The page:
It was just the other day that a three-day-old girl was left by her parents near our factory so we would notice her immediately,” says Prema Nalini Sahoo as she strides into the chhatua (nutritious ground cereal mix) processing unit at Panchgaon under Tigiria block of Cuttack in Odisha. “We handed her to the Child Welfare Committee. She is in care of a shelter home for now,” she adds.
A crowd begins to gather around Sahoo soon after her arrival. Sifting through piles of peanuts, roasted wheat and gram that are ready to go into the grinding unit, Sahoo spots a woman in her mid-20s standing gingerly by the door. She beckons her inside and enquires about her domestic situation. The woman was on the verge of being abandoned by her husband, but after Sahoo’s counselling, the couple has reconciled.
For Sahoo, 48, this is routine. The day starts early and runs late into the night as she juggles the affairs of four producers groups, including the chhatua processing unit, a sanitary napkin manufacturing unit and two agarbatti rolling units in the block along with playing agony aunt, mediator and crusader against social ills.
While single-handedly transforming a self-help group (SHG) into a mass movement that provides income to more than 6,000 women here, Sahoo is also the go-to person for resolution of marital discords, family disputes, etc. At last count, she had resolved 200 such cases.
She has also gained accolades for her relentless fight against alcoholism and illicit liquor in the region. Village cleaning, sanitation and hygiene have also become the standard through the women’s groups propelled by her.
It all started in 2002, when Sahoo decided to step out of the comfort zone of her home. Under the then fledgling Mission Shakti Programme initiated by Chief Minister Naveen Patnaik, she roped in 10 women from her village to start a SHG with groundnut shelling as the enterprise. The debut failed but Sahoo’s leadership and organisational qualities came to fore. As she began organising women, people began to come to her with their domestic problems.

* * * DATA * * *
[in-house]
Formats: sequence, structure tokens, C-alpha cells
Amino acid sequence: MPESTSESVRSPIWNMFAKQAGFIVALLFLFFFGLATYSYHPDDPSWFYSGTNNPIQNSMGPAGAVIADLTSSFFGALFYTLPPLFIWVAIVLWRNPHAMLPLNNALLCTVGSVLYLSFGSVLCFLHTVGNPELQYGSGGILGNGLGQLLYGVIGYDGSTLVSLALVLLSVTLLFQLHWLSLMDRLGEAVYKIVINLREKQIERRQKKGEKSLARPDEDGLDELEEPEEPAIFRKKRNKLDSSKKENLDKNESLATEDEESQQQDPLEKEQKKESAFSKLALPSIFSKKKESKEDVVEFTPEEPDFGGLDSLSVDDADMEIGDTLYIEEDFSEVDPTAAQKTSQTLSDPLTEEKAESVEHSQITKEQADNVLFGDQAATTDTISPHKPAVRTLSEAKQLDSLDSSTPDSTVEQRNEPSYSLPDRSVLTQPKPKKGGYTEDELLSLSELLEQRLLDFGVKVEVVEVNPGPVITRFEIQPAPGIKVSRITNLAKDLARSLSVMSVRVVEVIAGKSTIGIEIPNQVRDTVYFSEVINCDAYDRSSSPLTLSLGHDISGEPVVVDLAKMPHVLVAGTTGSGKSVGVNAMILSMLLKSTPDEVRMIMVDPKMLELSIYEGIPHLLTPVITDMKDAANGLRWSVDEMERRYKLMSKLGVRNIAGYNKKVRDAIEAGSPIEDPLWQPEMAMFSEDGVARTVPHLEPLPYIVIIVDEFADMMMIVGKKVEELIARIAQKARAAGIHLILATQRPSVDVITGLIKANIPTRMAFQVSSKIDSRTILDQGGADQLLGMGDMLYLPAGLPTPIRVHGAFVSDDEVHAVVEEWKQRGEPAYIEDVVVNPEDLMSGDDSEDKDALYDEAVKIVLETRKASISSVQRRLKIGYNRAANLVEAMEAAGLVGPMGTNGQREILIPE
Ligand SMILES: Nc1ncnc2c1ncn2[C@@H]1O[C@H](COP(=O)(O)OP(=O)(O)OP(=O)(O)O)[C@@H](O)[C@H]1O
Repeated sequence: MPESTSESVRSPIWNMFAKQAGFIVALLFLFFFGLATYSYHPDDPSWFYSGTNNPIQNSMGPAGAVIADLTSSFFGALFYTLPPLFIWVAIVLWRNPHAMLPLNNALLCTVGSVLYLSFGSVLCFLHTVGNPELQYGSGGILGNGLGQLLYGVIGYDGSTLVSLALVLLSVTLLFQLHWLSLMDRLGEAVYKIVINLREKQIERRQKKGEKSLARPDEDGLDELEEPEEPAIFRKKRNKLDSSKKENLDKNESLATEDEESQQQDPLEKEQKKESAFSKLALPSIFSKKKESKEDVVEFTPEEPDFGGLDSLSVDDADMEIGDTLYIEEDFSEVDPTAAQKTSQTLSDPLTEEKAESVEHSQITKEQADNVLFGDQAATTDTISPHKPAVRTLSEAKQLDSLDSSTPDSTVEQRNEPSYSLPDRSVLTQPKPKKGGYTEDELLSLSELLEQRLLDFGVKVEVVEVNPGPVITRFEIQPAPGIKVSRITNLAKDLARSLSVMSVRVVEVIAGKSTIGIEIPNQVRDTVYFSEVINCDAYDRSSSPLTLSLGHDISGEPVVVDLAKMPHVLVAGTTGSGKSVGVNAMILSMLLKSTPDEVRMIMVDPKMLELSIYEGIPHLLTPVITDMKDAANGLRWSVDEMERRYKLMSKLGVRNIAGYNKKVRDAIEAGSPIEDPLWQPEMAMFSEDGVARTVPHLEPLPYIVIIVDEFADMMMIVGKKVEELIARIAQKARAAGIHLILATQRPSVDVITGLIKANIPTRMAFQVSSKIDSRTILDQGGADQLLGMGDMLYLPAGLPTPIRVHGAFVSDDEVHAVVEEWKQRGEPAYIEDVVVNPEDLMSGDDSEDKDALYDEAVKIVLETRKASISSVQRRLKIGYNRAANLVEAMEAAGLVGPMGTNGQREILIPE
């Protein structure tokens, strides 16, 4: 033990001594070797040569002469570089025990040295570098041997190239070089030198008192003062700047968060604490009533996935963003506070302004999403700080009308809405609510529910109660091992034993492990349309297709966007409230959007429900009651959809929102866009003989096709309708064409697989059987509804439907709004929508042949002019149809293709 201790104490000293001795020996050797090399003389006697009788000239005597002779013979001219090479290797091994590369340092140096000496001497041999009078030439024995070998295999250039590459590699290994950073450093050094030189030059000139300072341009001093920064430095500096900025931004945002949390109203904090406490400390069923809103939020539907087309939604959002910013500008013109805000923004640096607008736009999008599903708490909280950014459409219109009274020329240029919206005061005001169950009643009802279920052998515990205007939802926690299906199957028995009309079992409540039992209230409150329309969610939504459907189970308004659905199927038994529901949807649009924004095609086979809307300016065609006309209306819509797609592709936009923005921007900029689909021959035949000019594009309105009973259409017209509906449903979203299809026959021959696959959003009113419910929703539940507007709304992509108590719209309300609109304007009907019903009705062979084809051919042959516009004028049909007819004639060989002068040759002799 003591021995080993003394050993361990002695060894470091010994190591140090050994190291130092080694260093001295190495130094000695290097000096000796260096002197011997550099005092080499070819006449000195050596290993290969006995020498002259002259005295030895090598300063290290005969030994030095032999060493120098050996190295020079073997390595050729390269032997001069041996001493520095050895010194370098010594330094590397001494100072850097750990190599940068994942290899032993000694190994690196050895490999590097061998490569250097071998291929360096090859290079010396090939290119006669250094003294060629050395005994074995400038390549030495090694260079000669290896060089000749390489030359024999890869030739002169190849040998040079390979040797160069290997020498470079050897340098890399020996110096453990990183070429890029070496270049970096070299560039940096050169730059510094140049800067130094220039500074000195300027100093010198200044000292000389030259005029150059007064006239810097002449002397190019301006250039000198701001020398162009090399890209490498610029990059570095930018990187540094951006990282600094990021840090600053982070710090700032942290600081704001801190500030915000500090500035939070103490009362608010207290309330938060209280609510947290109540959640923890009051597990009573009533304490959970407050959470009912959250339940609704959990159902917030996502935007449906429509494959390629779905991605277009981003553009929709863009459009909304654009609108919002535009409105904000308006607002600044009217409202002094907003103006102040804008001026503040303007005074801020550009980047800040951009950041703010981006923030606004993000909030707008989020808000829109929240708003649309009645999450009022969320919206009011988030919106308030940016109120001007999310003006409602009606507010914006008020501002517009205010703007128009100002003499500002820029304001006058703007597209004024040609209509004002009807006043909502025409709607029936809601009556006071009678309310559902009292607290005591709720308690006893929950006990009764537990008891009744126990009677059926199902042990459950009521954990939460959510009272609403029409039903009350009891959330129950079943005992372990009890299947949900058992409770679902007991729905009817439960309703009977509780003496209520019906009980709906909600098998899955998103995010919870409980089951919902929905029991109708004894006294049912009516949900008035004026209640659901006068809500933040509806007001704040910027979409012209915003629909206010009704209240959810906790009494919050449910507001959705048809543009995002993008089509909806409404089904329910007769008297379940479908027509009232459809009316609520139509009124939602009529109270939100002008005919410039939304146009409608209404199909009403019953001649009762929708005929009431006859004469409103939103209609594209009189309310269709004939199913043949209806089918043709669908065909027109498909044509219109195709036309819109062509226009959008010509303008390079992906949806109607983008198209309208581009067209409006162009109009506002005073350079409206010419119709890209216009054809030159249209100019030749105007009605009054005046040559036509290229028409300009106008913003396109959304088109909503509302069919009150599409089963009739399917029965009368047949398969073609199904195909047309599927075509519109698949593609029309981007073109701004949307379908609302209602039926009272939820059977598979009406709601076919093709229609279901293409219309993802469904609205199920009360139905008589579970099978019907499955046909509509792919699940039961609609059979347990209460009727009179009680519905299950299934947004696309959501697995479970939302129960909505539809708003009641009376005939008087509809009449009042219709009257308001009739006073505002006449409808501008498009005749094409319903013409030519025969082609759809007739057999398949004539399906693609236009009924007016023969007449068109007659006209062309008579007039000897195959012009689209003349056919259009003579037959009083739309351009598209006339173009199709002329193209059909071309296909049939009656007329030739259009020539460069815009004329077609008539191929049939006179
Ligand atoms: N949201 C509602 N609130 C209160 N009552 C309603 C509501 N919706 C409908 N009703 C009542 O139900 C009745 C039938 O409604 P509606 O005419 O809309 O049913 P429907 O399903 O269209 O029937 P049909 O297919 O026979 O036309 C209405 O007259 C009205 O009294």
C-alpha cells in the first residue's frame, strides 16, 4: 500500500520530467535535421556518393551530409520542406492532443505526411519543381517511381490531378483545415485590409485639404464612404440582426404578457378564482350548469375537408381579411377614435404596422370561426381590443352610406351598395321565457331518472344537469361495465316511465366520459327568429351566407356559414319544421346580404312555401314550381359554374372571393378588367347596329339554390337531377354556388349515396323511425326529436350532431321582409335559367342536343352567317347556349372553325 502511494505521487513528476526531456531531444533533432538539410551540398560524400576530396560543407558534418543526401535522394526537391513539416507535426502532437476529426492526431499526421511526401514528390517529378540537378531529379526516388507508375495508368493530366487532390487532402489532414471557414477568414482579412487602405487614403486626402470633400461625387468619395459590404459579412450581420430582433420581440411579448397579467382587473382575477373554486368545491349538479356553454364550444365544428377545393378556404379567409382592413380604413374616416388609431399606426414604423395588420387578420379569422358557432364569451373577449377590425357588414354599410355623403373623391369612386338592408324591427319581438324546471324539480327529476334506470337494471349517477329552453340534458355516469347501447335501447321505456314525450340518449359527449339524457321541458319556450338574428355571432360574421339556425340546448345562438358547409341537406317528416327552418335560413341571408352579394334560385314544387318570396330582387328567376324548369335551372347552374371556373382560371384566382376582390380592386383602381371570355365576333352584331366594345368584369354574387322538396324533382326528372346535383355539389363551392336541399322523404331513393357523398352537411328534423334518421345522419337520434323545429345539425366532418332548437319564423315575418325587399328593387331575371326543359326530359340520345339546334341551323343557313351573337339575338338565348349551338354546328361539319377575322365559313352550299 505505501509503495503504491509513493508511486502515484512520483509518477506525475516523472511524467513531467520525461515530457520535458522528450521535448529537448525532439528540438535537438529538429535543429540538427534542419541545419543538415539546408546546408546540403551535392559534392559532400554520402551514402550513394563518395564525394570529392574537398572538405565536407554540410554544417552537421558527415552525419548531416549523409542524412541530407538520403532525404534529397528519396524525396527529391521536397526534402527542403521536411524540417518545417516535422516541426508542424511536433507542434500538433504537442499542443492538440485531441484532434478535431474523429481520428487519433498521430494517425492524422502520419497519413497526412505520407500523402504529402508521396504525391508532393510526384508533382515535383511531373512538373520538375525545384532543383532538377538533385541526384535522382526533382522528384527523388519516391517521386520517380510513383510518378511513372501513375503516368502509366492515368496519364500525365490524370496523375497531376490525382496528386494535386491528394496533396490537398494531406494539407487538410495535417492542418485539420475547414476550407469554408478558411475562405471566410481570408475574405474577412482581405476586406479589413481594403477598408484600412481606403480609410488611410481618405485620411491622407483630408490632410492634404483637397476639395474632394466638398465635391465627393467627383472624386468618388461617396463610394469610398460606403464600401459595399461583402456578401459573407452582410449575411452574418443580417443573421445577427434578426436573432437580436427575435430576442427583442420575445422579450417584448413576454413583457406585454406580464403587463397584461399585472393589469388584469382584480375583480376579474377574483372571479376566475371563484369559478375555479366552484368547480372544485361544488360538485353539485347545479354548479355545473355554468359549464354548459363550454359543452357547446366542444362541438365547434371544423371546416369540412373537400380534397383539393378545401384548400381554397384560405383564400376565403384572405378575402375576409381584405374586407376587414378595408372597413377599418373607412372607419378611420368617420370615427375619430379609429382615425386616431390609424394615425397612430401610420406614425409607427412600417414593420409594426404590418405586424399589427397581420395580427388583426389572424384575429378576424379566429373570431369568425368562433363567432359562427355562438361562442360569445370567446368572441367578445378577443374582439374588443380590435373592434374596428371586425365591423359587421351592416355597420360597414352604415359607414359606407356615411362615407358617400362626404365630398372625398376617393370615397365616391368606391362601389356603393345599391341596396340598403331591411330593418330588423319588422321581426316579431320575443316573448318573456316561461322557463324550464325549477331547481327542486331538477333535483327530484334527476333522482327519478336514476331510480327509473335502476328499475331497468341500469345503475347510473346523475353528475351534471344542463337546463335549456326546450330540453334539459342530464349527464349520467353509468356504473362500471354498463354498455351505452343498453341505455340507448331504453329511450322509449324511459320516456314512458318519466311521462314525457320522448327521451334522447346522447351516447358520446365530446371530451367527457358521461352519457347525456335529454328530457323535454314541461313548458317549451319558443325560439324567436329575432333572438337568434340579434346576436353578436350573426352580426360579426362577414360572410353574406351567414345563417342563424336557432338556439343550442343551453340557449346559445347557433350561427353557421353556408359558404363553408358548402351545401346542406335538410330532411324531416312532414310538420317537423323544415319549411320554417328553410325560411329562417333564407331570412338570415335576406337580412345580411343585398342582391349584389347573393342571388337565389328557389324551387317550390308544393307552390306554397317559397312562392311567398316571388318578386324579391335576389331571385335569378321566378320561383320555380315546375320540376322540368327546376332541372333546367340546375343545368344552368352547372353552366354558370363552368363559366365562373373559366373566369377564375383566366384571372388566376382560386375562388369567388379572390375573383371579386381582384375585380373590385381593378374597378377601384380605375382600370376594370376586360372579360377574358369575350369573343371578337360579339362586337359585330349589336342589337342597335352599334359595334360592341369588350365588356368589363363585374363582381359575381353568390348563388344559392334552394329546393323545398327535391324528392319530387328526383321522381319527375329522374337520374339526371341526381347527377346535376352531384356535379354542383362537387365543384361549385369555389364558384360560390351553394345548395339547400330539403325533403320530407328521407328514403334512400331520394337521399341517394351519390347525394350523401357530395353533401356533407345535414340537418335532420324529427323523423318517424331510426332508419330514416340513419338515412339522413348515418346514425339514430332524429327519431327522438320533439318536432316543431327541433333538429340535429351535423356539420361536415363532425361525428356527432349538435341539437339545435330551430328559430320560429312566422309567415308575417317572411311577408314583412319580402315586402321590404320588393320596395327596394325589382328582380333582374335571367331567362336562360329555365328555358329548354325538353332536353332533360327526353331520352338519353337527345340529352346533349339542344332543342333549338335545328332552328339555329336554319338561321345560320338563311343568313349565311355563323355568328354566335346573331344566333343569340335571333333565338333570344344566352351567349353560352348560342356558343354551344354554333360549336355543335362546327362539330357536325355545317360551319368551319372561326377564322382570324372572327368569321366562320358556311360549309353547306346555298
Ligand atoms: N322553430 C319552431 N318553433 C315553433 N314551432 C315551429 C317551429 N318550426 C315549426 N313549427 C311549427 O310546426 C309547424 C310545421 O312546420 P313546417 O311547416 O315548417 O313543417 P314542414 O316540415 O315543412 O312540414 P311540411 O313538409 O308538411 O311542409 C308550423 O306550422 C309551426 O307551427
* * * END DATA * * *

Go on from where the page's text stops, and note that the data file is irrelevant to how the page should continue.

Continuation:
As her influence grew, she formed the Jemadeipur Gram Panchayat Mahila Samiti with 500 members in 2005. They got involved in sanitation drives but their major claim to fame was the all-women campaign against liquor and alcoholism.
“Liquor shops and illicit brewing units were destroyed and all-women groups beat up drunks irrespective of whether they were their husbands, fathers or brothers. It drastically reduced liquor sale,” says Sahoo.
Soon she found women from other villages wanting to join in. In 2008, the Mahila Samiti was merged with Tigiria Block Women’s Federation, comprising over 600 SHGs and over 7,000 women. Sahoo started Jyoti Mahila Sangha, the first producers group in Odisha, by taking five SHGs and involving 54 women. The unit also ventured into supplying hygienically processed ready-to-eat chhatua to Anganwadi centres, girls’ schools and pregnant mothers under different government schemes.
More than 400 women are directly involved with Sahoo at the two agarbatti rolling units, while other SHGs in the area are guided by her. These women are now earning around `3,000 per month. “We will empower every woman in our region on livelihood and social issues,” says Sahoo.
Courtesy: New indian Express